25,000 kg of Indian cumin seized in U.S. due to beetle infestation


CBP officials did not discover any live larvae but collected a specimen of the dead larvae and sealed the container.

Nearly 25,000 kg of Indian cumin has been seized in the U.S. after customs agents found it infested with pests, officials here said.

The importer has been issued an Emergency Action Notice requiring the shipment of 55,000 pound of cumin seed to be re-exported, the Baltimore Customs and Border Protection (CBP) said.

During a routine inspection on Monday, CBP officials at the Port of Baltimore discovered that a shipment of cumin seed from India was infested with Khapra beetle larvae.

CBP officials did not discover any live larvae but collected a specimen of the dead larvae and sealed the container.

The specimen was forwarded to a US Department of Agriculture (USDA) entomologist who confirmed it as Trogoderma granarium , commonly known as Khapra beetle.

Khapra veetle is considered one of the world’s most destructive insect pests of grains, cereals and stored foods, and it remains the only insect in which CBP takes regulatory action even when its in a dead state.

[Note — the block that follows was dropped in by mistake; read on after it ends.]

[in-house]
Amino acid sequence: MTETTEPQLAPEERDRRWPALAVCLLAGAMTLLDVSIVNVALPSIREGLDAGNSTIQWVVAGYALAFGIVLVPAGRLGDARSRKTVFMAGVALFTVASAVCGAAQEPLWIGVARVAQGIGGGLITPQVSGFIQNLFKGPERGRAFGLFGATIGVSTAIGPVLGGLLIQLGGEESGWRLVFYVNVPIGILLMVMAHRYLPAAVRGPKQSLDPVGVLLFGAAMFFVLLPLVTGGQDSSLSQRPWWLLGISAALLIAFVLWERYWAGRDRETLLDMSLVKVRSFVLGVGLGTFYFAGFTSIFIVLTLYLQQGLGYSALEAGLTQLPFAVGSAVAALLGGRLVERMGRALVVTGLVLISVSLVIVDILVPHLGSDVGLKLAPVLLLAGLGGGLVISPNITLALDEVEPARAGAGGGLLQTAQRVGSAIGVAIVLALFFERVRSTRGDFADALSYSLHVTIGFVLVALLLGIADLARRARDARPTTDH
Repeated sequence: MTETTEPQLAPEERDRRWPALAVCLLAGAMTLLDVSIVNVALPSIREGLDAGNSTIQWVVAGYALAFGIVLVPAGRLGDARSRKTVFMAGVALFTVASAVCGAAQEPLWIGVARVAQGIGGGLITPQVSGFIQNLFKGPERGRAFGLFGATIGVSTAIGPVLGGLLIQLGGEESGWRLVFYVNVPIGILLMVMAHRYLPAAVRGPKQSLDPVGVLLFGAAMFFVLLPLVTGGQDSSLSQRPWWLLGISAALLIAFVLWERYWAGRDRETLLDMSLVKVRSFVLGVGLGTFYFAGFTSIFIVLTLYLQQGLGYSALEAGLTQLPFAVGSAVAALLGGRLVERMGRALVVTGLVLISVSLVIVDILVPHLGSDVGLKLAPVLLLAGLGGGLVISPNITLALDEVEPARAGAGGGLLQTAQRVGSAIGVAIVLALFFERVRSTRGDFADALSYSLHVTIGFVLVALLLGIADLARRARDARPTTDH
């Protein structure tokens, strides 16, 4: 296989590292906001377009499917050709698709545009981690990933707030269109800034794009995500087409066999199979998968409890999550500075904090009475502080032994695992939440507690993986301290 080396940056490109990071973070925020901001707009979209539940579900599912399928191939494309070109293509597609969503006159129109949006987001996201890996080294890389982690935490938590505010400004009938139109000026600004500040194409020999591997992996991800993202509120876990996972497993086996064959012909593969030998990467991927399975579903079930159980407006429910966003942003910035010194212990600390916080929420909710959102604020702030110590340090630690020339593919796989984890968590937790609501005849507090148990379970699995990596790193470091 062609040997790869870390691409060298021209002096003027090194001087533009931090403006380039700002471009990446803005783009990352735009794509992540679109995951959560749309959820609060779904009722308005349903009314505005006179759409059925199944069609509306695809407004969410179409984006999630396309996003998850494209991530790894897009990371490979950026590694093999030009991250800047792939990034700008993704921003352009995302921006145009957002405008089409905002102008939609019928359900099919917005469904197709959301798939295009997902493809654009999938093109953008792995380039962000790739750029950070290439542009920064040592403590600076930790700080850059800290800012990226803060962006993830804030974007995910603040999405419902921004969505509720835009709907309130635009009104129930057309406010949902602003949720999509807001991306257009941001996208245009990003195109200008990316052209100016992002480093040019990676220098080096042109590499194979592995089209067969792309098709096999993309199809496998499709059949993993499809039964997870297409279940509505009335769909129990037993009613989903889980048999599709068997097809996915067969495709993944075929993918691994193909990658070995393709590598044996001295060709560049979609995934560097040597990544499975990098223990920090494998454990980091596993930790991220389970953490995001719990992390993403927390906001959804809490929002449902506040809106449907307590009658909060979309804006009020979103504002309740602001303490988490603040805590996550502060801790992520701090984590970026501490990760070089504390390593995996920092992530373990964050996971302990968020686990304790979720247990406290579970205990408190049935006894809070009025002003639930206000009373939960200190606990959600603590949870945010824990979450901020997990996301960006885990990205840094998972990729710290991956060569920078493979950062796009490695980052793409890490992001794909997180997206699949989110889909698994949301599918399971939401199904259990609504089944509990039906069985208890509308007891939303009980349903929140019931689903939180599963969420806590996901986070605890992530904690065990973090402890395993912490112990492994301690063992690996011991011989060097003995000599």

“Khapra beetle is one of the most invasive insects CBP agriculture specialists encounter,” said Dianna Bowman, CBP Area Port Director for Baltimore.

“And we take our mission to intercept these destructive pests and protect America’s agricultural industry very seriously.” The Khapra beetle is labelled a ‘dirty feeder’ because it damages more grain than it consumes, and because it contaminates grain with body parts and hair.

These contaminants may cause gastrointestinal irritation in adults and especially sickens infants.

Khapra beetles can also tolerate insecticides and fumigants, and can survive for long periods of time without food.

According to the USDA Animal and Plant Health Inspection Service (APHIS), previous infestations of Khapra beetle have resulted in massive, long-term control and eradication efforts at great cost to the American taxpayer.

California implemented extensive eradication measures following a Khapra Beetle infestation discovered there in 1953.

The effort was deemed successful, but at a cost of approximately $11 million.

Calculated in today’s dollars, that would be about $90 million. — PTI

More In International
Please Wait while comments are loading...
This article is closed for comments.
Please Email the Editor

Printable version | Jul 21, 2017 12:33:51 AM |